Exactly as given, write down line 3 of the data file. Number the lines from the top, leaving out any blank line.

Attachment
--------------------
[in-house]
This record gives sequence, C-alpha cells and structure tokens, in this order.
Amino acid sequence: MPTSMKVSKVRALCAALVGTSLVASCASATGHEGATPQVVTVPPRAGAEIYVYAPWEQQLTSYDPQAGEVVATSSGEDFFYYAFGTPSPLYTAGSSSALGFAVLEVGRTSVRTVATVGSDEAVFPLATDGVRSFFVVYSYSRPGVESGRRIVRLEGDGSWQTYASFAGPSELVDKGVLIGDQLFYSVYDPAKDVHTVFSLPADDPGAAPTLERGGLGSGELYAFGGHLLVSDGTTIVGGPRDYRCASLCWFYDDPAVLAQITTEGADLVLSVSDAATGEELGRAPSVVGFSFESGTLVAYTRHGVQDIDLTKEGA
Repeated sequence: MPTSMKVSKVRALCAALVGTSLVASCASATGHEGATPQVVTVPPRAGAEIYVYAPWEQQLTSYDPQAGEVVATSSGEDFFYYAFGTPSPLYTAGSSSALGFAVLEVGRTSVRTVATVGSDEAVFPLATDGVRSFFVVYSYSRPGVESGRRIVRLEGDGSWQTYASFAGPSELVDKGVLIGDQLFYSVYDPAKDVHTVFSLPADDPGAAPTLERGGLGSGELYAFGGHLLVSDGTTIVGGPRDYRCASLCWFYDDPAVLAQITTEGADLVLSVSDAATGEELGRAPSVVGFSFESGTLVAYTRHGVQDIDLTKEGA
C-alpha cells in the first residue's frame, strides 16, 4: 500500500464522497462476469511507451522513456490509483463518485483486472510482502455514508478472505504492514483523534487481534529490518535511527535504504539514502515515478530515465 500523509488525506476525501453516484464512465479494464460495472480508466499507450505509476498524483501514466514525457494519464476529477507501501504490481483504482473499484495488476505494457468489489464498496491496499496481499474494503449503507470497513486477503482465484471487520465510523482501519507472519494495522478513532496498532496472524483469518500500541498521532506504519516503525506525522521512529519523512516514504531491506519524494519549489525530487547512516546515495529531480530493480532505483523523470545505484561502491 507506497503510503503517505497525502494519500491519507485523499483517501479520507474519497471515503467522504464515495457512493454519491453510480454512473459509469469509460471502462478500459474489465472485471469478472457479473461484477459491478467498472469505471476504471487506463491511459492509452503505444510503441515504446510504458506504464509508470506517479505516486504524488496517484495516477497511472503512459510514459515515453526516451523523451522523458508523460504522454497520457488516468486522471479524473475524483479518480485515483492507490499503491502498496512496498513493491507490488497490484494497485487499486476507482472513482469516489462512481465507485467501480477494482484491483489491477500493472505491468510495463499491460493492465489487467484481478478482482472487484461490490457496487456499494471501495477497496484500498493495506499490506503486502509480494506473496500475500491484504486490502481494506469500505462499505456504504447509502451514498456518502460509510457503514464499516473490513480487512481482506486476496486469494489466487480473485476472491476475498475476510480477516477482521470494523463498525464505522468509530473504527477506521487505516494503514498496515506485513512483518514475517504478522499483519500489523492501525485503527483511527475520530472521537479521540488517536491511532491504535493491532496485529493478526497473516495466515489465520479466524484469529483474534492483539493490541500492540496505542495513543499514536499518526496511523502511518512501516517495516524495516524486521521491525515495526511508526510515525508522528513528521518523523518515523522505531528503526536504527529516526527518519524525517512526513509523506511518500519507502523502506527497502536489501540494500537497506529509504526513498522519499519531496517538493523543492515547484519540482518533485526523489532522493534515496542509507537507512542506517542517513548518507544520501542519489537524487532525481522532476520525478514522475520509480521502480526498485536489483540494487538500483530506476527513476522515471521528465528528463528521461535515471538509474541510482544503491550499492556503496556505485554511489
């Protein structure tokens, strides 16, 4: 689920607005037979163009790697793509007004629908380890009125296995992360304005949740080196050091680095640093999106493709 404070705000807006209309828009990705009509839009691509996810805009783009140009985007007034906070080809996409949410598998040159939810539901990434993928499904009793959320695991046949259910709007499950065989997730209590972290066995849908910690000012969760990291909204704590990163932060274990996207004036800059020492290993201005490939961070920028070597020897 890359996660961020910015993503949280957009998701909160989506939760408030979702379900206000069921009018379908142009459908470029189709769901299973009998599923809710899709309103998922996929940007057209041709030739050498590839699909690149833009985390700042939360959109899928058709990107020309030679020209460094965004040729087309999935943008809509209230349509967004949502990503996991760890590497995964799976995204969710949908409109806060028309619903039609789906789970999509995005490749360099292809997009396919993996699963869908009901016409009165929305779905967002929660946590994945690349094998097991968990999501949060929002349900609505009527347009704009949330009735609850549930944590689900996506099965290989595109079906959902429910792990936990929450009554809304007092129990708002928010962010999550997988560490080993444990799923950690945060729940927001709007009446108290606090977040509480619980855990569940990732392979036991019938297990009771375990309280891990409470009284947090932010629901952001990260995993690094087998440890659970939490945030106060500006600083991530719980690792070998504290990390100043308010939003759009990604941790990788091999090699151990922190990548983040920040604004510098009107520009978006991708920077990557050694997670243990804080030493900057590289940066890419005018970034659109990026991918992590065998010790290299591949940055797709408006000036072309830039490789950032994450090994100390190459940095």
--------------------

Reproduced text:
Amino acid sequence: MPTSMKVSKVRALCAALVGTSLVASCASATGHEGATPQVVTVPPRAGAEIYVYAPWEQQLTSYDPQAGEVVATSSGEDFFYYAFGTPSPLYTAGSSSALGFAVLEVGRTSVRTVATVGSDEAVFPLATDGVRSFFVVYSYSRPGVESGRRIVRLEGDGSWQTYASFAGPSELVDKGVLIGDQLFYSVYDPAKDVHTVFSLPADDPGAAPTLERGGLGSGELYAFGGHLLVSDGTTIVGGPRDYRCASLCWFYDDPAVLAQITTEGADLVLSVSDAATGEELGRAPSVVGFSFESGTLVAYTRHGVQDIDLTKEGA